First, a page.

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Hi Christoph,

2012/2/22 Christoph Noack <>

Hi Mirek, Astron, all!

Am Sonntag, den 19.02.2012, 16:39 +0100 schrieb Mirek M.:
2012/2/19 Stefan Knorr (Astron) <>
first of all: great to have you here, doing all those Whiteboards and
I really have high hopes.

+1 :-)

With regard to the completeness of the Whiteboards, I will only speak
about Overflow Menu for now, as that's the one I have been most in
contact with. I think there's lots of things that still needs to be

I also had a look at the documents and the mails from January, and I'd
like to ask some questions ... I hope I haven't missed the answers.

First, I'm a bit unsure about the primary goal(s) of the change. Is the
goal to provide access to the hidden (per default) items, or is the goal
to reduce the number of elements in the toolbars and provide access to
those icons being removed / being invisible?

The goal is to provide access to hidden items as well as to enable users to
quickly set the visibility of items.

Do you plan to adapt the other means to access functionality? If not,

then I fear it gets even more complicated for many users, since we have
too many access points for features:

     * application menu / dialogs
     * toolbars (shown, hidden) with elements (shown, via overlfow,

via overflow = those that don't fit within the window + (seperator) + hidden

It's less complicated than the old double-arrow menu, where you had to
choose commands one by one under the "visible items" menu and only then
were you able to actually use those commands.

     * context menus

If you mean the "Visible buttons" menu under the Toolbar's context menu,
then that's not needed anymore.

     * keyboard shortcuts

Given the nature of toolbars, providing quick access besides a given
application menu structure, it might be too much.

Menus, dialogs, context menus, and keyboard shortcuts are all quite
unfriendly to a novice user. Menus and dialogs can be frustratingly
unwieldy and it'd be silly to use them frequently. (Imagine working on a
presentation for chemistry and going to the font dialog every time you
needed to add a superscript.) Context menus aren't transparent (you never
know what you might find in a context menu) and many people simply don't
use them (a number of people I know were shocked to discover that you can
right-click on a MacBook). Keyboard shortcuts have to be learned or set,
and LibreOffice doesn't come with many by default.

Moreover, all four of these are suited specifically for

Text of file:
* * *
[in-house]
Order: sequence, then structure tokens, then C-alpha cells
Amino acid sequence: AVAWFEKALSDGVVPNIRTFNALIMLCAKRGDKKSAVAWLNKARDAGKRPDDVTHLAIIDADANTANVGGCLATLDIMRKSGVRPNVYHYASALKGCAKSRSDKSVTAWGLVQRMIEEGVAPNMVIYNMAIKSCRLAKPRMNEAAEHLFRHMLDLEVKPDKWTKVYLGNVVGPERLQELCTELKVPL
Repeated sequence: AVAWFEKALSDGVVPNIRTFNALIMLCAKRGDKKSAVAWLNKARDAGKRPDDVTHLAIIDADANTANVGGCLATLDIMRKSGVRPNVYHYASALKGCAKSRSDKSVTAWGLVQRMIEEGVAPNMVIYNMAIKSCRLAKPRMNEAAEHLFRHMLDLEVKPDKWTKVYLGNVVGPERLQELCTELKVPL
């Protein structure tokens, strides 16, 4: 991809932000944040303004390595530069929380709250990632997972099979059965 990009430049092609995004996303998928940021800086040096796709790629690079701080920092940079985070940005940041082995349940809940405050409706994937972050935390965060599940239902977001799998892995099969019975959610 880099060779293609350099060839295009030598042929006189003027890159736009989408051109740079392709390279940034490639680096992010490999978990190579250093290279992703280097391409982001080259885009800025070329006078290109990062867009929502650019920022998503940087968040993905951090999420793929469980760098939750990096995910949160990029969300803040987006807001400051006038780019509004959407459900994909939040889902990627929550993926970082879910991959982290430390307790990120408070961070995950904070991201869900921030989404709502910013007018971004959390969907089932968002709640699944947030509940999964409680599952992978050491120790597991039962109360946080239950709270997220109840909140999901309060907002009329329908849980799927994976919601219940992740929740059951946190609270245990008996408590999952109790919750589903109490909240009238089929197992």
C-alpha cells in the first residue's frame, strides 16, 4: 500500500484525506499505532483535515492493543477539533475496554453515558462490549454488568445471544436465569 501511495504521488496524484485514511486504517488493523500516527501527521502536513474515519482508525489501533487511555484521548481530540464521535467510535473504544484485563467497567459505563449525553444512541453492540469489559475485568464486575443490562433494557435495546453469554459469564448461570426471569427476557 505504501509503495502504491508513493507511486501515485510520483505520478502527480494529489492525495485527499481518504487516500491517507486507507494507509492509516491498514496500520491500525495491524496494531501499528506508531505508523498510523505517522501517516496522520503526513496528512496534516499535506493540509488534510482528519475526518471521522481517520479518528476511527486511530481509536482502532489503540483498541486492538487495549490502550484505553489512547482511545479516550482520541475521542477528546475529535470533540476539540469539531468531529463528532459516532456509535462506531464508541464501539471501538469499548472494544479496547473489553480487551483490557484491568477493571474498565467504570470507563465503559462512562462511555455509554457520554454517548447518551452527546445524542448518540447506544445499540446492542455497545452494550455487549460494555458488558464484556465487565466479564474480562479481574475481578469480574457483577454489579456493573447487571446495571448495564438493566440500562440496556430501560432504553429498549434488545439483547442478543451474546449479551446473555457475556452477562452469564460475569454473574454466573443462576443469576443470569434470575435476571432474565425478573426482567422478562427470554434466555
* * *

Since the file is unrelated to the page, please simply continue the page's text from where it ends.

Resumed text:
mouse/keyboard-based interaction. Neither Android nor iOS feature menus,
context menus, or keyboard shortcuts, dialogs are sparse and simple.
Ubuntu's Unity hides menus by default. Web applications have never used
menus. If we want to make LibO at least somewhat touch-friendly and
consistent between the desktop, web, and Android versions, the overflow
menu is a step in the right direction.

I'm also unsure whether the regrouping of the elements in the overflow
menu helps people to understand the functionality. In the overflow menu,
the items seem to be extracted, so that e.g. setting the font size is
far away from the (logical) position of the dropdown font size.

That wasn't intentional. The "Increase font" and "Decrease font" buttons
should be next to the font size drop-down, but within a separate group.

Next, is it planned to have an overflow menu for each toolbar? I noticed
that your mockup [1] only shows the formatting toolbar, but LibO enables
numerous toolbars per default (dependent on the application).


How does the change relate to the recent removal of the drop-down
element in the toolbars [2]? Do you plan to add that functionality?

The commands missing are "Visible buttons", "Customize toolbar", "Lock
toolbar position", and "Close toolbar". The latter three will remain within
the toolbar's contextual menu. "Visible buttons" isn't necessary anymore,
as the toolbar can be easily customized with drag-and-drop. The
functionality "Customize toolbar" and "Close toolbar" will still be
accessible through the menu structure. "Customize toolbar" and "Lock
toolbar position" will be there for people who want a deeper level of
customization and for people who are unable to drag-and-drop.

These commands are not something that a user should use recurrently, and
they're not something an touch-screen user couldn't do without.

And just for the record, I'm not sure whether "overflow" menu really
fits. According to what I've experienced with Android, the overflow menu
incorporates all items that do not fit into the topmost application bar
(whilst the application bar only accommodates functionality for the
given context / screen). Here, it is rather meant to be "further /
more". But I'm not a native speaker ...

Back to "ellipsis menu", then? (I have to say I prefer that name.)

Accessibility is one of them (as in: are there fallback mechanisms for
accessing the show/hide functionality that would usually d/d

There's always the trusty old "Customize..." dialog. I don't think
anything about the overflow menu that would require special

I think it would be beneficial for many people if feature access via
keyboard is specified.

I believe there's no special feature that the overflow menu introduces that
would require a keyboard shortcut.
Accessing toolbar buttons (including the overflow menu) via a keyboard
shortcut might be nice, but that should be within a different proposal.
Having a shortcut for buttons in the overflow menu and not having them for
shown toolbar icons, which are used more often, seems a bit illogical.


That's what I had in mind ... thanks in advance!




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